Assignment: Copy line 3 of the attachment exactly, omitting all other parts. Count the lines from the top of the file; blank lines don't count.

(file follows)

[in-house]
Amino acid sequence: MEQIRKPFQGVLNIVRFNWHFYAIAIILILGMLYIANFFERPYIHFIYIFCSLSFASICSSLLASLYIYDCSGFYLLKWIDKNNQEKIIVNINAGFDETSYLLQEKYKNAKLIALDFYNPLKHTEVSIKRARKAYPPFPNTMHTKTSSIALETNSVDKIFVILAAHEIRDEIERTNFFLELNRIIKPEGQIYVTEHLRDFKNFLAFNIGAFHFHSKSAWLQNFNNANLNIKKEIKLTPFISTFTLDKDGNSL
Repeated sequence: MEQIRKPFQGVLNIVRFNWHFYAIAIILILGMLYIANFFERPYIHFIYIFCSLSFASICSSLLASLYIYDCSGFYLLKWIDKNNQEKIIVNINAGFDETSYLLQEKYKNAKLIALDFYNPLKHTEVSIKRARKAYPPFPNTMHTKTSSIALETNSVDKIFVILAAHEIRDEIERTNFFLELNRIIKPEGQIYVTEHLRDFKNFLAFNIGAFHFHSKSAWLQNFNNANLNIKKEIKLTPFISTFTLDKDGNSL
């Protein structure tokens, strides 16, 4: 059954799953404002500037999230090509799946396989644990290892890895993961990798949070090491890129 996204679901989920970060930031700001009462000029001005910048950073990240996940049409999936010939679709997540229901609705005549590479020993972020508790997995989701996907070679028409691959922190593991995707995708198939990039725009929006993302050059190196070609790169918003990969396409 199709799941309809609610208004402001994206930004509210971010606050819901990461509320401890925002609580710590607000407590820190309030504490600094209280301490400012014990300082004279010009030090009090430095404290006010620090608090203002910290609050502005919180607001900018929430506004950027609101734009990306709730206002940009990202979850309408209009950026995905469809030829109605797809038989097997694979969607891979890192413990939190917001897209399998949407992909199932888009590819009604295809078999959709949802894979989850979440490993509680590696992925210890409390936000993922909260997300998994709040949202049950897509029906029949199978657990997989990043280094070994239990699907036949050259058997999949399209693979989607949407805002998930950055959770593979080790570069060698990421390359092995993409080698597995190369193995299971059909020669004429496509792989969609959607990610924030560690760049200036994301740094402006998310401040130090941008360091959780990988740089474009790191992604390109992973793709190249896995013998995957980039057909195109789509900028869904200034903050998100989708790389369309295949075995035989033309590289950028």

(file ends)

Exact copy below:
Repeated sequence: MEQIRKPFQGVLNIVRFNWHFYAIAIILILGMLYIANFFERPYIHFIYIFCSLSFASICSSLLASLYIYDCSGFYLLKWIDKNNQEKIIVNINAGFDETSYLLQEKYKNAKLIALDFYNPLKHTEVSIKRARKAYPPFPNTMHTKTSSIALETNSVDKIFVILAAHEIRDEIERTNFFLELNRIIKPEGQIYVTEHLRDFKNFLAFNIGAFHFHSKSAWLQNFNNANLNIKKEIKLTPFISTFTLDKDGNSL